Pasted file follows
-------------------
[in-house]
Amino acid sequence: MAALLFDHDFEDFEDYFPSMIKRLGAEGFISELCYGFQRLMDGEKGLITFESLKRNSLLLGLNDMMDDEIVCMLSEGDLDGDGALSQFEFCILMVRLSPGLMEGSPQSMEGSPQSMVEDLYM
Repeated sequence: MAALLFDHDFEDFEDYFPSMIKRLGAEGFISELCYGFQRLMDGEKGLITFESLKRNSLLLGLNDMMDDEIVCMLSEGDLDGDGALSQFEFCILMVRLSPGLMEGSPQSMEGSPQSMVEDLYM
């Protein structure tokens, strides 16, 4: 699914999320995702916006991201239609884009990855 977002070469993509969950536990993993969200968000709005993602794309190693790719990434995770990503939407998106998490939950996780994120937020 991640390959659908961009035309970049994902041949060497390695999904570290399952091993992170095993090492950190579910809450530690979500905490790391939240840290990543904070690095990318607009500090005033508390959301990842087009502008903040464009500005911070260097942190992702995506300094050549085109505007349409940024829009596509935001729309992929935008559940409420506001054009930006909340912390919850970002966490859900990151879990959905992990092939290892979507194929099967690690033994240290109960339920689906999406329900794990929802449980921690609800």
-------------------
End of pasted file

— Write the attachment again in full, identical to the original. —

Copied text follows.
[in-house]
Amino acid sequence: MAALLFDHDFEDFEDYFPSMIKRLGAEGFISELCYGFQRLMDGEKGLITFESLKRNSLLLGLNDMMDDEIVCMLSEGDLDGDGALSQFEFCILMVRLSPGLMEGSPQSMEGSPQSMVEDLYM
Repeated sequence: MAALLFDHDFEDFEDYFPSMIKRLGAEGFISELCYGFQRLMDGEKGLITFESLKRNSLLLGLNDMMDDEIVCMLSEGDLDGDGALSQFEFCILMVRLSPGLMEGSPQSMEGSPQSMVEDLYM
């Protein structure tokens, strides 16, 4: 699914999320995702916006991201239609884009990855 977002070469993509969950536990993993969200968000709005993602794309190693790719990434995770990503939407998106998490939950996780994120937020 991640390959659908961009035309970049994902041949060497390695999904570290399952091993992170095993090492950190579910809450530690979500905490790391939240840290990543904070690095990318607009500090005033508390959301990842087009502008903040464009500005911070260097942190992702995506300094050549085109505007349409940024829009596509935001729309992929935008559940409420506001054009930006909340912390919850970002966490859900990151879990959905992990092939290892979507194929099967690690033994240290109960339920689906999406329900794990929802449980921690609800």